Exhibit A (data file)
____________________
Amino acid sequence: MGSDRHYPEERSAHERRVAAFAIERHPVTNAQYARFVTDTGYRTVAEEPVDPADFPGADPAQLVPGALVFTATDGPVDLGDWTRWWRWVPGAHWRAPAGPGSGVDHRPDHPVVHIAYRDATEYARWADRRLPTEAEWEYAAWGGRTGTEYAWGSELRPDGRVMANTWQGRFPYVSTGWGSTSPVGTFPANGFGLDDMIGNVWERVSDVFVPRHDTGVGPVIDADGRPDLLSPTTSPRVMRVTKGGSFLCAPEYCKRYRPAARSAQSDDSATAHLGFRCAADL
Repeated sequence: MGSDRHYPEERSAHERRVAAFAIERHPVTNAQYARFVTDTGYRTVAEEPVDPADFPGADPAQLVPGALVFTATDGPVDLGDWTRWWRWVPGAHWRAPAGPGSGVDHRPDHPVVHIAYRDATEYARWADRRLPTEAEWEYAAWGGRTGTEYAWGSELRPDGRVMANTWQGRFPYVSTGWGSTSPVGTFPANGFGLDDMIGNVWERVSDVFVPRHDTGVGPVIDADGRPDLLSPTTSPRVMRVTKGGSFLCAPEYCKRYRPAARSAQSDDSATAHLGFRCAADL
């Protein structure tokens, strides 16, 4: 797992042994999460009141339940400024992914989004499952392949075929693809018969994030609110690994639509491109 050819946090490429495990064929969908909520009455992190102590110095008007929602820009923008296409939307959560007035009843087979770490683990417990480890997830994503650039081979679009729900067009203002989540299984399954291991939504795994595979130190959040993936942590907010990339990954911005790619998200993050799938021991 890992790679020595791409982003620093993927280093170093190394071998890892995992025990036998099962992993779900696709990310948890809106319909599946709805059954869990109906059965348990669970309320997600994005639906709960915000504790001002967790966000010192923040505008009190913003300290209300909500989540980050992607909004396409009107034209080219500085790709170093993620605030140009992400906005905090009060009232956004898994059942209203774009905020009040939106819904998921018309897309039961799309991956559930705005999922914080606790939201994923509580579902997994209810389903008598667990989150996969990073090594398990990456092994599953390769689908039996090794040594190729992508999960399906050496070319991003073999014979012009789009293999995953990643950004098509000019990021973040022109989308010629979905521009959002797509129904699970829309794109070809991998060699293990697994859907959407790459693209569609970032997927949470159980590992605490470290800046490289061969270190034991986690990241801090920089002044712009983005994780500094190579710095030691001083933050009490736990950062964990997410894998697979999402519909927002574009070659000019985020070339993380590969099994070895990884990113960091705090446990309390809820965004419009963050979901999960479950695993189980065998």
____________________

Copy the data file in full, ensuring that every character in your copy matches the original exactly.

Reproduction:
Amino acid sequence: MGSDRHYPEERSAHERRVAAFAIERHPVTNAQYARFVTDTGYRTVAEEPVDPADFPGADPAQLVPGALVFTATDGPVDLGDWTRWWRWVPGAHWRAPAGPGSGVDHRPDHPVVHIAYRDATEYARWADRRLPTEAEWEYAAWGGRTGTEYAWGSELRPDGRVMANTWQGRFPYVSTGWGSTSPVGTFPANGFGLDDMIGNVWERVSDVFVPRHDTGVGPVIDADGRPDLLSPTTSPRVMRVTKGGSFLCAPEYCKRYRPAARSAQSDDSATAHLGFRCAADL
Repeated sequence: MGSDRHYPEERSAHERRVAAFAIERHPVTNAQYARFVTDTGYRTVAEEPVDPADFPGADPAQLVPGALVFTATDGPVDLGDWTRWWRWVPGAHWRAPAGPGSGVDHRPDHPVVHIAYRDATEYARWADRRLPTEAEWEYAAWGGRTGTEYAWGSELRPDGRVMANTWQGRFPYVSTGWGSTSPVGTFPANGFGLDDMIGNVWERVSDVFVPRHDTGVGPVIDADGRPDLLSPTTSPRVMRVTKGGSFLCAPEYCKRYRPAARSAQSDDSATAHLGFRCAADL
């Protein structure tokens, strides 16, 4: 797992042994999460009141339940400024992914989004499952392949075929693809018969994030609110690994639509491109 050819946090490429495990064929969908909520009455992190102590110095008007929602820009923008296409939307959560007035009843087979770490683990417990480890997830994503650039081979679009729900067009203002989540299984399954291991939504795994595979130190959040993936942590907010990339990954911005790619998200993050799938021991 890992790679020595791409982003620093993927280093170093190394071998890892995992025990036998099962992993779900696709990310948890809106319909599946709805059954869990109906059965348990669970309320997600994005639906709960915000504790001002967790966000010192923040505008009190913003300290209300909500989540980050992607909004396409009107034209080219500085790709170093993620605030140009992400906005905090009060009232956004898994059942209203774009905020009040939106819904998921018309897309039961799309991956559930705005999922914080606790939201994923509580579902997994209810389903008598667990989150996969990073090594398990990456092994599953390769689908039996090794040594190729992508999960399906050496070319991003073999014979012009789009293999995953990643950004098509000019990021973040022109989308010629979905521009959002797509129904699970829309794109070809991998060699293990697994859907959407790459693209569609970032997927949470159980590992605490470290800046490289061969270190034991986690990241801090920089002044712009983005994780500094190579710095030691001083933050009490736990950062964990997410894998697979999402519909927002574009070659000019985020070339993380590969099994070895990884990113960091705090446990309390809820965004419009963050979901999960479950695993189980065998």